Of course, in Clojure, which I mentioned above, you could use several alternative techniques. Multi-dispatch methods. Protocols. And then, a CAS might not even be implemented directly in Clojure, but in some type of pattern-rewriting language itself written in Clojure.
There IS a department charged with overseeing congress. That would be the 'intelligence community'. (Sort of like the non-specific word "intellectual property" and similarly slimy, in that it's several different things.)
The problem is that Feinstein and others don't seem to be fully committed to doing as they are told.
On one hand Feinstein will support back doors and making all cryptography insecure for all users in the US, when told to do so.
But on the other hand, she is being insubordinate and can't seem to let the torture report thing go when the 'intelligence community' wants it to go away.
At an earlier point in time, even after acquiring Java, Oracle also had no problem with Android.
The Standard C library has had its API re-implemented many, many times. On many platforms.
So why is it a problem that Apache Harmony re-imiplemented the Java API. That is, used hard work to build a compatible system.
Nobody thought this was a problem until Oracle brought this case. And the case was not about this. But since Oracle couldn't seem to win on any other grounds, this is what they morphed their case into.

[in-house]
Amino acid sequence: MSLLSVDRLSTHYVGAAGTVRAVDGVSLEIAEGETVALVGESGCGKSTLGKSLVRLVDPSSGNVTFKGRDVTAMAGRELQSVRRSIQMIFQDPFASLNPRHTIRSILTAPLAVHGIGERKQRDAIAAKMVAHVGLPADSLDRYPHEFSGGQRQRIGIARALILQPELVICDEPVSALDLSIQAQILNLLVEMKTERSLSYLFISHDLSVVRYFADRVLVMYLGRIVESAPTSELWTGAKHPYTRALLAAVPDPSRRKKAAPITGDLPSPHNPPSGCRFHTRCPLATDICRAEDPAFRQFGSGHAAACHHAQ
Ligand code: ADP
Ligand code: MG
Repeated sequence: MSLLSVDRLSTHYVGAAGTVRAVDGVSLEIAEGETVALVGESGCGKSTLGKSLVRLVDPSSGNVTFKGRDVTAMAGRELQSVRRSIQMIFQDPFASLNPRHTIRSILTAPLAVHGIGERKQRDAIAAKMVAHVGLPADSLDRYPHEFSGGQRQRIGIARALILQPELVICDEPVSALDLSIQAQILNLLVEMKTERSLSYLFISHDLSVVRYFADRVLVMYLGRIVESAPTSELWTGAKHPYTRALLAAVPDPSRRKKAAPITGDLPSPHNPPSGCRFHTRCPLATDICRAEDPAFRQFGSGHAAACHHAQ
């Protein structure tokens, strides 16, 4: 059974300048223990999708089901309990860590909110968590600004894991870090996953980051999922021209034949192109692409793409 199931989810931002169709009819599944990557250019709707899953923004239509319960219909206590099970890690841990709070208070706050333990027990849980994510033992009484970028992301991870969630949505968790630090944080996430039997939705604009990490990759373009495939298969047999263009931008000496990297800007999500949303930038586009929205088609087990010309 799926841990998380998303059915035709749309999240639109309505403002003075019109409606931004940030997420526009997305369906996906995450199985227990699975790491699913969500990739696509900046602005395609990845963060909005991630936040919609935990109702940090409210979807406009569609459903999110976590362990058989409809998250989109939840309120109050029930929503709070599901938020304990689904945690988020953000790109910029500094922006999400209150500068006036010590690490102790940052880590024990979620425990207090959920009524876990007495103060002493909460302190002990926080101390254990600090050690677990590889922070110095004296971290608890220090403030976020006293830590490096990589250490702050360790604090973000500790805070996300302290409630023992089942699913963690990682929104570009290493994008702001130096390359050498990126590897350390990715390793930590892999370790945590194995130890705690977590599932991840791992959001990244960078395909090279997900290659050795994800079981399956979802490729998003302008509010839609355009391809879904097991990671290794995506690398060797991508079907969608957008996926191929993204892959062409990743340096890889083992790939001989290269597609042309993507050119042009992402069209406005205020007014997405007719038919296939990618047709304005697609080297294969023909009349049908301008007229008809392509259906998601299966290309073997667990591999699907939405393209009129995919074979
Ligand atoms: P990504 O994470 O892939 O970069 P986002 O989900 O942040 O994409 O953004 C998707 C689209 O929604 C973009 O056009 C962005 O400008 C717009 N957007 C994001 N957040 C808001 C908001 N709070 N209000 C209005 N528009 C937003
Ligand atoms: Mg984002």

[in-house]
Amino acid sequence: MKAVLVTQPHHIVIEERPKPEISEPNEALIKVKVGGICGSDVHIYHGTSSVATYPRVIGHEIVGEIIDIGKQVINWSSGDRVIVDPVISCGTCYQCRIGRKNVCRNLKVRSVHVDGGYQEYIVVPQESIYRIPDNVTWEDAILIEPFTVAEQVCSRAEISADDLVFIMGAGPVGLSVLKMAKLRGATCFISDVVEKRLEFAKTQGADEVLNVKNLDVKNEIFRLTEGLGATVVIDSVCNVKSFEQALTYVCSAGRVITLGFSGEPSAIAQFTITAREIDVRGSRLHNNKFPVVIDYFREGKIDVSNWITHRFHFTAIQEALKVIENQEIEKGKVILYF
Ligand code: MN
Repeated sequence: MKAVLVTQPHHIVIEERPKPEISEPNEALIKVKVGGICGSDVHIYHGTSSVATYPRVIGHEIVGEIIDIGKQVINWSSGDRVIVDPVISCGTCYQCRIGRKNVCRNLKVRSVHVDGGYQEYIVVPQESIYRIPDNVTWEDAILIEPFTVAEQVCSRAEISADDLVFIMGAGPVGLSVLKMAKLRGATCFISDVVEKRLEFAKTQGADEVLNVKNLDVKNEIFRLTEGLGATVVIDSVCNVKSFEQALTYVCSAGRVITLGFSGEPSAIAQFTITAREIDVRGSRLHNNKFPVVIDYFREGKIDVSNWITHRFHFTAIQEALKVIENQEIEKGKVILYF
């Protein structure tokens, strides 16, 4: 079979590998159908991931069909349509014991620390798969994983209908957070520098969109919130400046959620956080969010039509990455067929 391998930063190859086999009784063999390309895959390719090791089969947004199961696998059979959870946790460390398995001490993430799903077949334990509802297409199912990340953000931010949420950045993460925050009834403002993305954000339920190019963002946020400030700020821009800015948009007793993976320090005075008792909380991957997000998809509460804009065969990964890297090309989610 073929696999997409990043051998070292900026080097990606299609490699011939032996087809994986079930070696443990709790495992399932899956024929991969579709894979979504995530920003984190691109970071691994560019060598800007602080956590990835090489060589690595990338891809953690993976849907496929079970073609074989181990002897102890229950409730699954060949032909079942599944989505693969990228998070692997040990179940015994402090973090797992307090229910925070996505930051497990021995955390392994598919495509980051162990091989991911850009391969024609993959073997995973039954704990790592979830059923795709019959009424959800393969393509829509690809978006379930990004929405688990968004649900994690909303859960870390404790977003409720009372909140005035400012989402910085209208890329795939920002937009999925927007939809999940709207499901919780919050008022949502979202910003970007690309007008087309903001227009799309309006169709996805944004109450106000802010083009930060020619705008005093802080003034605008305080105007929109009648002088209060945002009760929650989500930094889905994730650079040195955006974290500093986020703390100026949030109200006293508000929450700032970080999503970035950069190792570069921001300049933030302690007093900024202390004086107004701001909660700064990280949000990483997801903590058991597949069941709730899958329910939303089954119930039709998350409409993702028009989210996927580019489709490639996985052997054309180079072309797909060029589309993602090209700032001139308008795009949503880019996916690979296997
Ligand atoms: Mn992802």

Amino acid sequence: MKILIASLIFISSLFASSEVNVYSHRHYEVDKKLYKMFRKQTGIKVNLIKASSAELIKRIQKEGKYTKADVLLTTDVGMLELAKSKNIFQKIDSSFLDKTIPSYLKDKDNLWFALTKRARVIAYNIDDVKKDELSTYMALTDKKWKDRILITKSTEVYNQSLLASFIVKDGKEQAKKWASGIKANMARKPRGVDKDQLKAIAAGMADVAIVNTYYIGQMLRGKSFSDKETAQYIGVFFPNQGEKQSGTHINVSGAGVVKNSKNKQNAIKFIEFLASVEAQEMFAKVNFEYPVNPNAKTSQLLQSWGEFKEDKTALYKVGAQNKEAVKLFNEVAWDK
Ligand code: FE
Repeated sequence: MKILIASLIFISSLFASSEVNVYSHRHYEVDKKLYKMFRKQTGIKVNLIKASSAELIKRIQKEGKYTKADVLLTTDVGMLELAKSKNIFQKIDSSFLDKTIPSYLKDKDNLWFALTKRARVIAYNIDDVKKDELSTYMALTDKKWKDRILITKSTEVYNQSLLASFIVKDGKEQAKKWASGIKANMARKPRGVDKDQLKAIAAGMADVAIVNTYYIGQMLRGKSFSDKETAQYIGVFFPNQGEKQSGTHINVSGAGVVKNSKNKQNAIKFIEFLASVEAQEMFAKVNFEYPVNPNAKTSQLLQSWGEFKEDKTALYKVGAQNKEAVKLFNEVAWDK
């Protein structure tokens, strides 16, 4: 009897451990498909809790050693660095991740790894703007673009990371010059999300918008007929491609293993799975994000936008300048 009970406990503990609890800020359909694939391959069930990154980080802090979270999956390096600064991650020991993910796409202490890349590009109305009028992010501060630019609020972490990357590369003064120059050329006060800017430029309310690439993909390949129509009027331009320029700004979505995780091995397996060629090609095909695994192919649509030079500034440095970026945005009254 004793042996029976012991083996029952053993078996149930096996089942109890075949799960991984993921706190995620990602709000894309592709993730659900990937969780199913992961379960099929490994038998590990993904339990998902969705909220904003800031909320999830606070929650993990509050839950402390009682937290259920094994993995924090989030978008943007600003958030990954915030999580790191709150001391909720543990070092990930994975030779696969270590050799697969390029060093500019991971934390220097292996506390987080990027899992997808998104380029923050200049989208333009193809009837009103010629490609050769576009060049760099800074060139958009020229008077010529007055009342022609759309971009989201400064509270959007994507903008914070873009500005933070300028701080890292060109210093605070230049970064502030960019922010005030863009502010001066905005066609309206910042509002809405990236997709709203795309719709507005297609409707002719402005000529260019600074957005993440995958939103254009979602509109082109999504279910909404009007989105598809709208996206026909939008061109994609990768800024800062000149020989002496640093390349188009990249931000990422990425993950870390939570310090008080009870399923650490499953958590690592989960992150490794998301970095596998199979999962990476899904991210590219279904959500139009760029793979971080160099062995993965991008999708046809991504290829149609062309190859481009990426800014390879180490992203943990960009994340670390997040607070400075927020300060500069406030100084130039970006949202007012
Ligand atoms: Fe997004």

There is a reason why Java is widely used for very large projects. And it's not because of 'dumb programmers' (referencing another post here).
It's for Maintainability.
If you change something in Java, which makes it the wrong type to be passed to a function -- then that is a COMPILE TIME error, not a RUN TIME error.
In modern IDEs, these compile time errors show up instantly as you are editing the code. And one change can introduce a gigantic number of errors. For example, change the type of argument to a function, and you may have suddenly created hundreds or thousands of compile time errors in your project. And you can see all those files affected instantly get little red compile error flags next to them almost the instant you make this change in the editor.
That instant reaction is because the IDE has a sophisticated database model of the source code. That editor is not just a simple text editor. Every keystroke is making database changes to the internal representation of the source code model -- which is deeply integrated with the compiler.
Now I'm not knocking dynamically typed languages. I happen to like Python. I happen to especially like Clojure and other Lisps.
But in a large commercial project, I want as many errors as possible to be compile time (which usually means edit time) errors rather than run time errors.
Sure, one might argue that adequate testing can exercise all of the possible code execution paths. But are you sure? Really sure? Willing to stake a very large amount of money on it? What if a new code execution path is introduced later but a test is not introduced to test it?
I would argue that for unit testing, you should consider the compiler as your zero'th line of unit testing, before you run the first unit tests.
I understand the great productivity of dynamic languages for projects of a certain size. There comes a point where it is actually more productive to have strong typing with good tools that can analyze everything.